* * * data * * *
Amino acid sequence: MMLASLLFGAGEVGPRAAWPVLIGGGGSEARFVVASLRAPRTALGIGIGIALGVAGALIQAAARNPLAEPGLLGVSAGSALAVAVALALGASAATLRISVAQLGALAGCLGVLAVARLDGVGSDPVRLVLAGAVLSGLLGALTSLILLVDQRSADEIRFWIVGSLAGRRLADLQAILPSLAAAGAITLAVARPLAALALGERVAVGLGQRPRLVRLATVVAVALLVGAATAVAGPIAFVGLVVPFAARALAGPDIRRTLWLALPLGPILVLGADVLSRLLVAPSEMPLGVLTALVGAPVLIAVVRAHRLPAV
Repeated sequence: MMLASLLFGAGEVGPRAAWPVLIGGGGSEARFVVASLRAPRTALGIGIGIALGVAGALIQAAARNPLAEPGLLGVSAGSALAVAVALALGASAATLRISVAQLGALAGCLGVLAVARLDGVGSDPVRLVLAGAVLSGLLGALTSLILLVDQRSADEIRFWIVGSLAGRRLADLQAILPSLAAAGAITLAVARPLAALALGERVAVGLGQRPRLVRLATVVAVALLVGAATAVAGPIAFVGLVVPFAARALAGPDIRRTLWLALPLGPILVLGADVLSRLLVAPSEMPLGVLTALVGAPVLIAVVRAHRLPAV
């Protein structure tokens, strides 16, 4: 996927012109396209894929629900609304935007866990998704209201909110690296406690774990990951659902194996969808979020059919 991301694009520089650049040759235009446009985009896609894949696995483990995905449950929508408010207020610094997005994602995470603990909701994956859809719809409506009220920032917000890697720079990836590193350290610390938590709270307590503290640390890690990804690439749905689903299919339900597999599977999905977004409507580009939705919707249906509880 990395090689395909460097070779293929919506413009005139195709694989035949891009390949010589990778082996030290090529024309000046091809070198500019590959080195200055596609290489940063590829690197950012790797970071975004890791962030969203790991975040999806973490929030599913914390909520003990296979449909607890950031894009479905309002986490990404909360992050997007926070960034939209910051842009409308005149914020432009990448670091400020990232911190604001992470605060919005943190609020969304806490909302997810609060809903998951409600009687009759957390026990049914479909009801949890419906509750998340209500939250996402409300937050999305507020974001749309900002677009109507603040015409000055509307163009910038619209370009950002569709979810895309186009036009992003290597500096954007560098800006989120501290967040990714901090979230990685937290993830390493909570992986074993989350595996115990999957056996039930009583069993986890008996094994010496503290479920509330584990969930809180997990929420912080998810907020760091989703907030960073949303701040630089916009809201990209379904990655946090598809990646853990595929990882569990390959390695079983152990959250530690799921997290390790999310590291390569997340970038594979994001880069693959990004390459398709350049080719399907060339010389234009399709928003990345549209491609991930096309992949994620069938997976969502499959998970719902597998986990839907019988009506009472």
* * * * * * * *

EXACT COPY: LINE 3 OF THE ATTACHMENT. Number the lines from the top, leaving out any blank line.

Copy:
């Protein structure tokens, strides 16, 4: 996927012109396209894929629900609304935007866990998704209201909110690296406690774990990951659902194996969808979020059919 991301694009520089650049040759235009446009985009896609894949696995483990995905449950929508408010207020610094997005994602995470603990909701994956859809719809409506009220920032917000890697720079990836590193350290610390938590709270307590503290640390890690990804690439749905689903299919339900597999599977999905977004409507580009939705919707249906509880 990395090689395909460097070779293929919506413009005139195709694989035949891009390949010589990778082996030290090529024309000046091809070198500019590959080195200055596609290489940063590829690197950012790797970071975004890791962030969203790991975040999806973490929030599913914390909520003990296979449909607890950031894009479905309002986490990404909360992050997007926070960034939209910051842009409308005149914020432009990448670091400020990232911190604001992470605060919005943190609020969304806490909302997810609060809903998951409600009687009759957390026990049914479909009801949890419906509750998340209500939250996402409300937050999305507020974001749309900002677009109507603040015409000055509307163009910038619209370009950002569709979810895309186009036009992003290597500096954007560098800006989120501290967040990714901090979230990685937290993830390493909570992986074993989350595996115990999957056996039930009583069993986890008996094994010496503290479920509330584990969930809180997990929420912080998810907020760091989703907030960073949303701040630089916009809201990209379904990655946090598809990646853990595929990882569990390959390695079983152990959250530690799921997290390790999310590291390569997340970038594979994001880069693959990004390459398709350049080719399907060339010389234009399709928003990345549209491609991930096309992949994620069938997976969502499959998970719902597998986990839907019988009506009472």